L3 subsidiarywas awarded a $6 million contract by US Special Operations Command, for the development and production of the Expeditionary Unmanned Aerial Vehicle (EUAS) system. The classified program is expected to provide US Special Operations Command ( ) with integral surveillance and reconnaissance capability. The potential value to Geneva, over five years, could become $250 million. Geneva is expected to have the first systems available for testing within months. For example, the Mobius optionally piloted developed with company finding has reached maturity and is expected to be available for operational service in October.
The system selected byis the Viking 400, a 320 pounds (145 kg) unmanned aircraft, with payload capability of 75-100 pounds (34-45 kg). Payloads can include daylight and infrared Electro-Optical sensors, LIght Detection And Ranging (LIDAR), and electronic Signals Intelligence (SIGINT) and Chemical/ Biological/ Radiological/ Nuclear (CBRN) sensors. Viking 400 can operate within line of sight, at ranges beyond 70 nautical miles (130 km) at a speed of 60-90 knots (111-167 km/h).
Earlier this year the company was awarded a development contract by the U.S. Air Force.is one of five companies to demonstrate such small technologies. The ‘Cutlass’ is designed as an expandable, 15 pound tube-launched ‘Small Unmanned Aerial System Research & Evaluation’ (SURE). The system will be small enough to be launched from a plane or another UAV and could be ready for production by 2011. According to Geneva, Cutlass could be deployed from airborne or ground based, 120 and 150 mm launch tubes mounted on vehicles, or surface vessels. After deployment it will extract its wings and fly an autonomous mission, controlled and monitored by an operator, seated inside the ‘mothership’. The Cutlass comes with an integral, lightweight gimbaled camera system and can also carry a targeting payload or warhead. It has a maximum air speed of 85 knots and a cruising speed of 55 to 65 knots. The unit cost is estimated at $20,000.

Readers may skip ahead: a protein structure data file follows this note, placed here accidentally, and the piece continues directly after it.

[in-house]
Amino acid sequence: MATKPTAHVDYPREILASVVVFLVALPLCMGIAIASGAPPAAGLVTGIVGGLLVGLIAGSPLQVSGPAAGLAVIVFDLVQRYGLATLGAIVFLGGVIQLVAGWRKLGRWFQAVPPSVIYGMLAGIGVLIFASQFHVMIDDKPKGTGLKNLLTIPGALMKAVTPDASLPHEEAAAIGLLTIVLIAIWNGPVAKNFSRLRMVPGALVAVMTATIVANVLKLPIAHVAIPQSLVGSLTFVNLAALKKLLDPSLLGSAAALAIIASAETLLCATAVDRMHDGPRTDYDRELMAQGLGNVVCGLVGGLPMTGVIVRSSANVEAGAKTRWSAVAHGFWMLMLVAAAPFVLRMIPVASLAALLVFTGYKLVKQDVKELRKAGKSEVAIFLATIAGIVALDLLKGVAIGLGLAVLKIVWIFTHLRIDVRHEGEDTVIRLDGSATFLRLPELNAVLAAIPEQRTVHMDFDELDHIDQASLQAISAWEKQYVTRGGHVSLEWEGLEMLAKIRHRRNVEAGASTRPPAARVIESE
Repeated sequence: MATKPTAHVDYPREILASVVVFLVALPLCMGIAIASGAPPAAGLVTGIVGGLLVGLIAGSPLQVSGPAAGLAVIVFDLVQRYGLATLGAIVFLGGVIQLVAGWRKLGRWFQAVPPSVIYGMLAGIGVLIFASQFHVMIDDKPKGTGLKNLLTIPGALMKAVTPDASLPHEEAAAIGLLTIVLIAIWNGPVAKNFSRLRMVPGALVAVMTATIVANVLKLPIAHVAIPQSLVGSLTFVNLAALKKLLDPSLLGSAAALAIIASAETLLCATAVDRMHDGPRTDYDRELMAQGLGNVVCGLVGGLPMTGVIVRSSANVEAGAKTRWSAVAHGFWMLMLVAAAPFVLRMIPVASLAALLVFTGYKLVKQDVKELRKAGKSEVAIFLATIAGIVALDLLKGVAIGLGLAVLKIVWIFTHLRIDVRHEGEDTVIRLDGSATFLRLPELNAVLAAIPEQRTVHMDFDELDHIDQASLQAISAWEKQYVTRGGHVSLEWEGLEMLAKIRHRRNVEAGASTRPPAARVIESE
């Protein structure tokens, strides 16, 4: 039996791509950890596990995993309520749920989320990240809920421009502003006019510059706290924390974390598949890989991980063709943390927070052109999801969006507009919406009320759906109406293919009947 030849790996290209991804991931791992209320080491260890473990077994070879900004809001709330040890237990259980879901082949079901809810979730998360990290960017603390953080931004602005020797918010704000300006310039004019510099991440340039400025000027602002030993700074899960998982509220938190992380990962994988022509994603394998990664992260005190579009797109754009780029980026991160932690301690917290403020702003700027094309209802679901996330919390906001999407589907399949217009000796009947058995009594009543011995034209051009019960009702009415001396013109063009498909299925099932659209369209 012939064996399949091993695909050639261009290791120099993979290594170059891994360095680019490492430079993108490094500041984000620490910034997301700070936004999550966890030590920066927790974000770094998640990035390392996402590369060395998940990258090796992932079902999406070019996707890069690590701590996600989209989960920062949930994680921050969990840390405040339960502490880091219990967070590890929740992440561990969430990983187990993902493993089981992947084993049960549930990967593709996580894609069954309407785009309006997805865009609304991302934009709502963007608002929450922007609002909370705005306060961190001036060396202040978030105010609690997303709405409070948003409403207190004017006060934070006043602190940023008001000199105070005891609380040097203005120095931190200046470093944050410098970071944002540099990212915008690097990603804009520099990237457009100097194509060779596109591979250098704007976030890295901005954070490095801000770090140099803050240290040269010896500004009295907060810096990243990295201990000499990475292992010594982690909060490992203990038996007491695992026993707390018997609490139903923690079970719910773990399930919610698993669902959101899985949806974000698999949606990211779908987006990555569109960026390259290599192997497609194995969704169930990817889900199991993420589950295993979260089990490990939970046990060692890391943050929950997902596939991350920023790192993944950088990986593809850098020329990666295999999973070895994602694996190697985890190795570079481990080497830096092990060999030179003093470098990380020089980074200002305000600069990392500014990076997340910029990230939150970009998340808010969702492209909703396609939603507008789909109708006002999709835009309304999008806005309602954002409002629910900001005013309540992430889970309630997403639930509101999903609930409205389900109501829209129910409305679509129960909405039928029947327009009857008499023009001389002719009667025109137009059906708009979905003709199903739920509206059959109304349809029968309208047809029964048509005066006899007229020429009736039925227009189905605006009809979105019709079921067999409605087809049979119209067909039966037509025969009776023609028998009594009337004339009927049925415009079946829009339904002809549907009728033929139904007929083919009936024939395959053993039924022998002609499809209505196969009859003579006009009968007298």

Earlier this year L3’s Geneva Aerospace also unveiled the Mobius – an optionally piloted UAV designed for long endurance, high altitude and high speed missions. The Mobius performed an aerial display at the AUVSI 2009 demonstration, including an overflight and landing at the naval base. Immediately after landing, the manned aircraft was converted into an unmanned aircraft, by replacing the canopy with low-profile fairing and switching the control system for autonomous mode, operated under computer control or via remote command link.